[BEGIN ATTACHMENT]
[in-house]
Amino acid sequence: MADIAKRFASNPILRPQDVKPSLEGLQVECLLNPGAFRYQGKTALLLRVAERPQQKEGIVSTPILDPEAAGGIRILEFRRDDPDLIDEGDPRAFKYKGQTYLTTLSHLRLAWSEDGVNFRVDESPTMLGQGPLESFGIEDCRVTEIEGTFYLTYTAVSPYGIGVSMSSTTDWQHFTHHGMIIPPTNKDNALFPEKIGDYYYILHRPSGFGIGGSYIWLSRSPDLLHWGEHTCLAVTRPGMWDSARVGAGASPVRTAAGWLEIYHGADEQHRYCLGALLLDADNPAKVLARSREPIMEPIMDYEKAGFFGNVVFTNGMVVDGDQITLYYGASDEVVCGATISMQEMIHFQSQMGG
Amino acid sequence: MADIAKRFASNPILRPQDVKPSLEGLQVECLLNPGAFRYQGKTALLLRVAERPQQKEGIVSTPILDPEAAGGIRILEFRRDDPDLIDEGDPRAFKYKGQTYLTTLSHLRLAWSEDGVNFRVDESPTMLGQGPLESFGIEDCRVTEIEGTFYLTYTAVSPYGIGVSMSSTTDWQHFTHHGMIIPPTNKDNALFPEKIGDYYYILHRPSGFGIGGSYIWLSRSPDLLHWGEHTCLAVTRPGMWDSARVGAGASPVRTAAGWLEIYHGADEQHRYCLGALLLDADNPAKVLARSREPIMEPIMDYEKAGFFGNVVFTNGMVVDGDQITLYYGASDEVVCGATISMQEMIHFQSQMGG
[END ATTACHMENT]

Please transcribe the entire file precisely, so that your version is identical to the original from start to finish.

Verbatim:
[in-house]
Amino acid sequence: MADIAKRFASNPILRPQDVKPSLEGLQVECLLNPGAFRYQGKTALLLRVAERPQQKEGIVSTPILDPEAAGGIRILEFRRDDPDLIDEGDPRAFKYKGQTYLTTLSHLRLAWSEDGVNFRVDESPTMLGQGPLESFGIEDCRVTEIEGTFYLTYTAVSPYGIGVSMSSTTDWQHFTHHGMIIPPTNKDNALFPEKIGDYYYILHRPSGFGIGGSYIWLSRSPDLLHWGEHTCLAVTRPGMWDSARVGAGASPVRTAAGWLEIYHGADEQHRYCLGALLLDADNPAKVLARSREPIMEPIMDYEKAGFFGNVVFTNGMVVDGDQITLYYGASDEVVCGATISMQEMIHFQSQMGG
Amino acid sequence: MADIAKRFASNPILRPQDVKPSLEGLQVECLLNPGAFRYQGKTALLLRVAERPQQKEGIVSTPILDPEAAGGIRILEFRRDDPDLIDEGDPRAFKYKGQTYLTTLSHLRLAWSEDGVNFRVDESPTMLGQGPLESFGIEDCRVTEIEGTFYLTYTAVSPYGIGVSMSSTTDWQHFTHHGMIIPPTNKDNALFPEKIGDYYYILHRPSGFGIGGSYIWLSRSPDLLHWGEHTCLAVTRPGMWDSARVGAGASPVRTAAGWLEIYHGADEQHRYCLGALLLDADNPAKVLARSREPIMEPIMDYEKAGFFGNVVFTNGMVVDGDQITLYYGASDEVVCGATISMQEMIHFQSQMGG